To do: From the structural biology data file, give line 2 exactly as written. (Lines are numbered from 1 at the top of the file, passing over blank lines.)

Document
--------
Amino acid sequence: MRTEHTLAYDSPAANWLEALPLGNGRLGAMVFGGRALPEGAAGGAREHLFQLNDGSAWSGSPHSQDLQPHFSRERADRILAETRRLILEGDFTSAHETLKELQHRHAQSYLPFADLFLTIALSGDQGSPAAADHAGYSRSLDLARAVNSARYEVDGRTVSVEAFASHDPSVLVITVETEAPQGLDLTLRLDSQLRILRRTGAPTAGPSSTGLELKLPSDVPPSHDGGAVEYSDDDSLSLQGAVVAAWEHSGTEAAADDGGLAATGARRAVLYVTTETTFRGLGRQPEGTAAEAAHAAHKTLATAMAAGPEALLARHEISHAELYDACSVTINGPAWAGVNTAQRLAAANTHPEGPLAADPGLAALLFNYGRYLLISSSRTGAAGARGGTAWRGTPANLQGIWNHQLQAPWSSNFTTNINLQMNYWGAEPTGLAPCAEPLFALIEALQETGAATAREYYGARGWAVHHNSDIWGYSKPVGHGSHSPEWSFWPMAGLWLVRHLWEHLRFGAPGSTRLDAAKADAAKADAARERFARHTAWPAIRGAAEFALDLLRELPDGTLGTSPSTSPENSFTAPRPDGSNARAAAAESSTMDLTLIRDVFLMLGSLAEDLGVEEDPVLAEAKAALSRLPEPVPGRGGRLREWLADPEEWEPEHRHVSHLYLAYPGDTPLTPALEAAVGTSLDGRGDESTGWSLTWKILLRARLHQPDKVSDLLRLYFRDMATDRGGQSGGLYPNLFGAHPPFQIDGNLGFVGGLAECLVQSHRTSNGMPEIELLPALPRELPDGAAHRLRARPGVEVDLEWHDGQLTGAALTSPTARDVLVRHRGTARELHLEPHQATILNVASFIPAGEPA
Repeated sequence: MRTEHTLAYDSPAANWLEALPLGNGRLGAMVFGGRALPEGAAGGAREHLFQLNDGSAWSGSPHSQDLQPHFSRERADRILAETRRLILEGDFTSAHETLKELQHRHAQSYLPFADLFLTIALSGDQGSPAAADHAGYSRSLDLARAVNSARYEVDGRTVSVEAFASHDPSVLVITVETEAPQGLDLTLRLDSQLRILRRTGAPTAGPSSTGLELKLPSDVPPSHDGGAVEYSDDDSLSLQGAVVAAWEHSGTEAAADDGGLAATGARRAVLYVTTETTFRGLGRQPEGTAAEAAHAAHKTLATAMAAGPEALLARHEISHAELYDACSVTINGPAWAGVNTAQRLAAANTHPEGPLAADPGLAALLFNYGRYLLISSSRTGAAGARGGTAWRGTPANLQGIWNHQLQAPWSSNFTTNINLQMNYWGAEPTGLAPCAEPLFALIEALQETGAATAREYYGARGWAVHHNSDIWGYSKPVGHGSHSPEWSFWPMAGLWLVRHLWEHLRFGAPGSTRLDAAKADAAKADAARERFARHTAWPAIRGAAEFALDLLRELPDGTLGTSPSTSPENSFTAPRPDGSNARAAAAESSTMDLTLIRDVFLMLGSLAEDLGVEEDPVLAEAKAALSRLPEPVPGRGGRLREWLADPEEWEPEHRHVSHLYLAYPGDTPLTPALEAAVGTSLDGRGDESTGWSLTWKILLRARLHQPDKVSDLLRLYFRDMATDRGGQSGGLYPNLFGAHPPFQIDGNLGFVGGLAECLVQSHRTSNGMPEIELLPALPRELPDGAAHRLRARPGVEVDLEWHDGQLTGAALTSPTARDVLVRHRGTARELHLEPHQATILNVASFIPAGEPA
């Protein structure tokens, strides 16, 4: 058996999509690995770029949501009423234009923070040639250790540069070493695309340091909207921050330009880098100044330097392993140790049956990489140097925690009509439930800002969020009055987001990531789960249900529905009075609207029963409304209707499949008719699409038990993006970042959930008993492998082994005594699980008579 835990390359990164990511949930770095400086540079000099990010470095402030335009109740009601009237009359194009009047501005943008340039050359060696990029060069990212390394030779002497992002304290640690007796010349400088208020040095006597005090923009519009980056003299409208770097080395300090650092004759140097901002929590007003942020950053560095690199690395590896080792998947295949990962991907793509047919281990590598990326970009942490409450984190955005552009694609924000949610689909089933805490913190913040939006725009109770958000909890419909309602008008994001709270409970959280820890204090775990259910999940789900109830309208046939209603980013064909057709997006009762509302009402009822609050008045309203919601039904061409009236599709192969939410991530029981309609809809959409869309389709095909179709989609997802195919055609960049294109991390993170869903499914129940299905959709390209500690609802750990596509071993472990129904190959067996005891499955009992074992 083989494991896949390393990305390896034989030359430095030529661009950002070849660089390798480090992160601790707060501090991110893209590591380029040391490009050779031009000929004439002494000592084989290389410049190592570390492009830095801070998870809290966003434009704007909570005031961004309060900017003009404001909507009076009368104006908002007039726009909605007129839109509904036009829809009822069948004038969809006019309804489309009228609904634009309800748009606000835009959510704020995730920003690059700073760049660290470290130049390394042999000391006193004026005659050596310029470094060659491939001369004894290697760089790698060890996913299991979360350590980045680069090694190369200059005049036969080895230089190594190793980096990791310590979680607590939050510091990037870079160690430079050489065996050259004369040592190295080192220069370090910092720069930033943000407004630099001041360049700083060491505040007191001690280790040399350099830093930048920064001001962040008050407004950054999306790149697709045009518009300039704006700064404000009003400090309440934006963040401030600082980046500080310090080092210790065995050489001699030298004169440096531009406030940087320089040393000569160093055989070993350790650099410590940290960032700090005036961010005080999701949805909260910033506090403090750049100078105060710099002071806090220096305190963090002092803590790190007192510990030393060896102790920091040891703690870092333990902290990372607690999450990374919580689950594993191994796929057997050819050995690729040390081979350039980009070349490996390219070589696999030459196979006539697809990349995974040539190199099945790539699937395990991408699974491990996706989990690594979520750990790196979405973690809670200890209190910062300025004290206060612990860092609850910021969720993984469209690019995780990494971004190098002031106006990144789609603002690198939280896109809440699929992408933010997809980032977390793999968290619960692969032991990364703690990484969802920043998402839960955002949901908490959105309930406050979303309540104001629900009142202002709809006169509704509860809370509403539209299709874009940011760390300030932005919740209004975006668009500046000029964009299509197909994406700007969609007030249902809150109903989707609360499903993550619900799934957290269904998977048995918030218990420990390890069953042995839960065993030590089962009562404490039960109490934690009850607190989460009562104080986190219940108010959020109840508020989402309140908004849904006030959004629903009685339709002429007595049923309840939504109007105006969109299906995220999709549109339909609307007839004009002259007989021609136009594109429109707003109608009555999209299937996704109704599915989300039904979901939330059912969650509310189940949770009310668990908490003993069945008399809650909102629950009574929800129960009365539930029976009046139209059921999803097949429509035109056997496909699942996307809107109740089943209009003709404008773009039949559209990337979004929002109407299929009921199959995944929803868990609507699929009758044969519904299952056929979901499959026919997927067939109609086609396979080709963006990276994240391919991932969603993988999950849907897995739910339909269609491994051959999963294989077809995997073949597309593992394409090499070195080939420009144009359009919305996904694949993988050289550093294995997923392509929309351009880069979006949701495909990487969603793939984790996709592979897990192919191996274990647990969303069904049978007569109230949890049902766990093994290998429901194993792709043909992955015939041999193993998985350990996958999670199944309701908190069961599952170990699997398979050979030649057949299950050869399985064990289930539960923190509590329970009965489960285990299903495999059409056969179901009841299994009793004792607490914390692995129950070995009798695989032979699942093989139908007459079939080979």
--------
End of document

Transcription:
Repeated sequence: MRTEHTLAYDSPAANWLEALPLGNGRLGAMVFGGRALPEGAAGGAREHLFQLNDGSAWSGSPHSQDLQPHFSRERADRILAETRRLILEGDFTSAHETLKELQHRHAQSYLPFADLFLTIALSGDQGSPAAADHAGYSRSLDLARAVNSARYEVDGRTVSVEAFASHDPSVLVITVETEAPQGLDLTLRLDSQLRILRRTGAPTAGPSSTGLELKLPSDVPPSHDGGAVEYSDDDSLSLQGAVVAAWEHSGTEAAADDGGLAATGARRAVLYVTTETTFRGLGRQPEGTAAEAAHAAHKTLATAMAAGPEALLARHEISHAELYDACSVTINGPAWAGVNTAQRLAAANTHPEGPLAADPGLAALLFNYGRYLLISSSRTGAAGARGGTAWRGTPANLQGIWNHQLQAPWSSNFTTNINLQMNYWGAEPTGLAPCAEPLFALIEALQETGAATAREYYGARGWAVHHNSDIWGYSKPVGHGSHSPEWSFWPMAGLWLVRHLWEHLRFGAPGSTRLDAAKADAAKADAARERFARHTAWPAIRGAAEFALDLLRELPDGTLGTSPSTSPENSFTAPRPDGSNARAAAAESSTMDLTLIRDVFLMLGSLAEDLGVEEDPVLAEAKAALSRLPEPVPGRGGRLREWLADPEEWEPEHRHVSHLYLAYPGDTPLTPALEAAVGTSLDGRGDESTGWSLTWKILLRARLHQPDKVSDLLRLYFRDMATDRGGQSGGLYPNLFGAHPPFQIDGNLGFVGGLAECLVQSHRTSNGMPEIELLPALPRELPDGAAHRLRARPGVEVDLEWHDGQLTGAALTSPTARDVLVRHRGTARELHLEPHQATILNVASFIPAGEPA